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A nation must think before it acts.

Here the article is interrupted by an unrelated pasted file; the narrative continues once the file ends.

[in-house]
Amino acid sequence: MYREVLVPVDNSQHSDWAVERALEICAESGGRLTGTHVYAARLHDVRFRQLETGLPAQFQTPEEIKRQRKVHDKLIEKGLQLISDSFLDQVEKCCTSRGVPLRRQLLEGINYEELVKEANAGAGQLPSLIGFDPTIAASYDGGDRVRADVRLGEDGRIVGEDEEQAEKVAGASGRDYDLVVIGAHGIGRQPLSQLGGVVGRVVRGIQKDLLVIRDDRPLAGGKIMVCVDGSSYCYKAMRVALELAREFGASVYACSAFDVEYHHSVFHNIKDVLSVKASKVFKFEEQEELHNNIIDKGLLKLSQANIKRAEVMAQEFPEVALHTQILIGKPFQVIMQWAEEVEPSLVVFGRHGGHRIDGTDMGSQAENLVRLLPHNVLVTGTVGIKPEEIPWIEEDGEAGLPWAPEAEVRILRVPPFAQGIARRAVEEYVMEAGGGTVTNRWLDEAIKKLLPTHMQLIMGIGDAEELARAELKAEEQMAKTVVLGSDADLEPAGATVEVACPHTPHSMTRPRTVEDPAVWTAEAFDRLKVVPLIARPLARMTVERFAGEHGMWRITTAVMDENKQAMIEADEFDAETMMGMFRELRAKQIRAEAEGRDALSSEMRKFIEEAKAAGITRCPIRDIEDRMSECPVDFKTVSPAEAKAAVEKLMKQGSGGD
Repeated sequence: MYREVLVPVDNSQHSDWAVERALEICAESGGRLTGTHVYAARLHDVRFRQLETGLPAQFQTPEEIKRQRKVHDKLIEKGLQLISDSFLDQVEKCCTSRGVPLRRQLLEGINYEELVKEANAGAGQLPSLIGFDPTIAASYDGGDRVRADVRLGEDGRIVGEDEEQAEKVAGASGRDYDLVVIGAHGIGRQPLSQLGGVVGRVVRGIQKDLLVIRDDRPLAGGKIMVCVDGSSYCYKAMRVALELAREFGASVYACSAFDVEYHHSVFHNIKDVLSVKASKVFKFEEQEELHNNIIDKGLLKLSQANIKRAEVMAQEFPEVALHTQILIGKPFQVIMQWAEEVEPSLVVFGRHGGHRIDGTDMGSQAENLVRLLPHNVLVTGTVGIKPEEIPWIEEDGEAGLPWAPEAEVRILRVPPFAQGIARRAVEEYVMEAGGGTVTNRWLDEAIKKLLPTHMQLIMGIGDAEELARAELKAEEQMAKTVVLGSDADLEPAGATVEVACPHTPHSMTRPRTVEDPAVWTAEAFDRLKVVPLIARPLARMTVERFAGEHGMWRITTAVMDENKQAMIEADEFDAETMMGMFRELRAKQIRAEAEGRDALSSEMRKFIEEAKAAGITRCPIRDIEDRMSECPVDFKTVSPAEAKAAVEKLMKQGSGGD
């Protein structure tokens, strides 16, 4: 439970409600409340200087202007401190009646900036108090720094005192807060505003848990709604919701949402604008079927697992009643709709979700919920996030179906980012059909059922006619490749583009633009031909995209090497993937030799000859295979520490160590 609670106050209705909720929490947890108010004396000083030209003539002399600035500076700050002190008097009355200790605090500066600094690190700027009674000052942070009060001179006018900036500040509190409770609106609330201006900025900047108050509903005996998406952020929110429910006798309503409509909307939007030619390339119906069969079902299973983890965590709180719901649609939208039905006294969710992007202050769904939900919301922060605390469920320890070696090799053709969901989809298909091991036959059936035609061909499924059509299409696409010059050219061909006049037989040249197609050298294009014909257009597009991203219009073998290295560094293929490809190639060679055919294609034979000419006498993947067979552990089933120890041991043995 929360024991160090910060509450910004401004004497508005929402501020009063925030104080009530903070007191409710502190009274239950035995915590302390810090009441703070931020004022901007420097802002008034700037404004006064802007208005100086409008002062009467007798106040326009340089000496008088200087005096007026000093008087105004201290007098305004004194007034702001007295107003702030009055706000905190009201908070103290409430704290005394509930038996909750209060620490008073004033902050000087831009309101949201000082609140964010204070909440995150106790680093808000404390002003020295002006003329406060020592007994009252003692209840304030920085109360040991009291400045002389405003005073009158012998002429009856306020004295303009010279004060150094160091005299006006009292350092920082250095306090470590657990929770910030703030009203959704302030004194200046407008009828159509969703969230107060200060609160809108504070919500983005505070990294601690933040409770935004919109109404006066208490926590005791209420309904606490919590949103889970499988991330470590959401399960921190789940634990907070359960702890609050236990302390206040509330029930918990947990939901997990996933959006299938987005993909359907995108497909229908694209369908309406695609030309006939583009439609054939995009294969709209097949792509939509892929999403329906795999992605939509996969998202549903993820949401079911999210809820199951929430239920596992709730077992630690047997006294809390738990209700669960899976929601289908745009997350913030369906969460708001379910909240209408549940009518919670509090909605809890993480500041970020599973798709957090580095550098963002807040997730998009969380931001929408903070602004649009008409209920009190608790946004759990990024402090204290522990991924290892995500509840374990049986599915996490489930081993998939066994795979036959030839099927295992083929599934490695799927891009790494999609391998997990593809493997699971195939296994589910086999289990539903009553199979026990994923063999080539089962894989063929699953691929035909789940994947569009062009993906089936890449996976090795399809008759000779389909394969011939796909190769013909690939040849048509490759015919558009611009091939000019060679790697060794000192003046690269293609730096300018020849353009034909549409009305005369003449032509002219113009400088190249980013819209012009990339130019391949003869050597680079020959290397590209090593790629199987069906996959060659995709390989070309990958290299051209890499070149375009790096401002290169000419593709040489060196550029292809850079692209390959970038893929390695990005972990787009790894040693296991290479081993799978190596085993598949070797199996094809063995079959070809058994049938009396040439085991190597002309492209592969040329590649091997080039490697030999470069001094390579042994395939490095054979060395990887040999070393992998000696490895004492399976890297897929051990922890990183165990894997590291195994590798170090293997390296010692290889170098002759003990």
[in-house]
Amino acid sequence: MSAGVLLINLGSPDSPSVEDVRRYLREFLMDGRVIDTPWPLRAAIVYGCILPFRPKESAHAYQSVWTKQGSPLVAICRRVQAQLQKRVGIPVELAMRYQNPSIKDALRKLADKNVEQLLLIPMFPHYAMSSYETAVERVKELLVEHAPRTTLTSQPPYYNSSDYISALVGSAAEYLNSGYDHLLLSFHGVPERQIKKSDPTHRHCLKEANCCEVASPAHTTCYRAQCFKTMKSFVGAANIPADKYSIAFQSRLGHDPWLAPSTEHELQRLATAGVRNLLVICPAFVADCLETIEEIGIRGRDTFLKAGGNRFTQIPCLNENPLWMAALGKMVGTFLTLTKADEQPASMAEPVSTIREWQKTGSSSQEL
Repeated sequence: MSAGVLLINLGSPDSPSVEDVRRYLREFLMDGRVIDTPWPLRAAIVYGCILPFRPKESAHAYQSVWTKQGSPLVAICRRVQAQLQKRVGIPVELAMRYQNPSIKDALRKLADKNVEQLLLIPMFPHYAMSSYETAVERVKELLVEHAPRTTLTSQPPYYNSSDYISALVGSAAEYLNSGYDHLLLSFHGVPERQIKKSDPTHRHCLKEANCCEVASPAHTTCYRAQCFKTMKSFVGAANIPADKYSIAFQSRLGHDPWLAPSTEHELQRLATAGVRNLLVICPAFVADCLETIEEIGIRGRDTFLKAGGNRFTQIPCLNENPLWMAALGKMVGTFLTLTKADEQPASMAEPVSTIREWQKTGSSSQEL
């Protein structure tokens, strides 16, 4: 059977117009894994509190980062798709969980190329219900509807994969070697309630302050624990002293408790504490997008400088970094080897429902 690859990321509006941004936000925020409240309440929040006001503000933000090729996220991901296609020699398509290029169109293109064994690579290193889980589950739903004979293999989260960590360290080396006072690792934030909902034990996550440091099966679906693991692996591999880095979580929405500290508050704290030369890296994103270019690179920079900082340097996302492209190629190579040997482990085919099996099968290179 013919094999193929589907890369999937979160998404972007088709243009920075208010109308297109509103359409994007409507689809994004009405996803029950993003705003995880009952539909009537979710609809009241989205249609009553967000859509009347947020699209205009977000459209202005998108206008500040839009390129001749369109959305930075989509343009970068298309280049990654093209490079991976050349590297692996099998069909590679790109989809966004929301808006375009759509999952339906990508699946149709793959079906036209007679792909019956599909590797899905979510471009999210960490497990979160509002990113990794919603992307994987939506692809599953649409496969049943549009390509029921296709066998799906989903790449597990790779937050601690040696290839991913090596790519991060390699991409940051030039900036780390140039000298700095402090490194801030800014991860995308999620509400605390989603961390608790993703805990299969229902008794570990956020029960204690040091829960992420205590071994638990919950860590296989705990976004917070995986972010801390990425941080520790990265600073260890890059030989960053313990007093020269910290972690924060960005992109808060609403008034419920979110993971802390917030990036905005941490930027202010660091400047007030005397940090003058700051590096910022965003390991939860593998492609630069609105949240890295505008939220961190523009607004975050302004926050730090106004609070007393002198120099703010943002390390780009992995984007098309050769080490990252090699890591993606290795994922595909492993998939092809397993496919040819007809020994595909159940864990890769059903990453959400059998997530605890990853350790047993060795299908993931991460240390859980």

This article examines the United Arab Emirates’ (UAE’s) involvement in proxy warfare in the Middle East and the Horn of Africa. The UAE’s security posture in these volatile regions has evolved remarkably over the last two decades and set the Emirates apart from many of its rivals, peers, and neighbors, such as Qatar, Saudi Arabia, and Turkey. Most countries have intervened in conflicts in order to affect politics in the center, either by backing pro-government militias or center-seeking rebel groups. The UAE, in contrast, has constructed a portfolio of proxy relationships mostly with separatist groups. Such groups operate in far flung peripheral territories of countries like Yemen, Iraq, Syria, and Somalia. They do not seek to seize the state, but to break away from it. This approach to proxy warfare has granted the UAE unique negative control at relatively little cost. Through its proxy networks, the UAE can impede adversaries from consolidating control across the Indian Ocean littoral and maintain influence in the key maritime passages to Europe and Asia.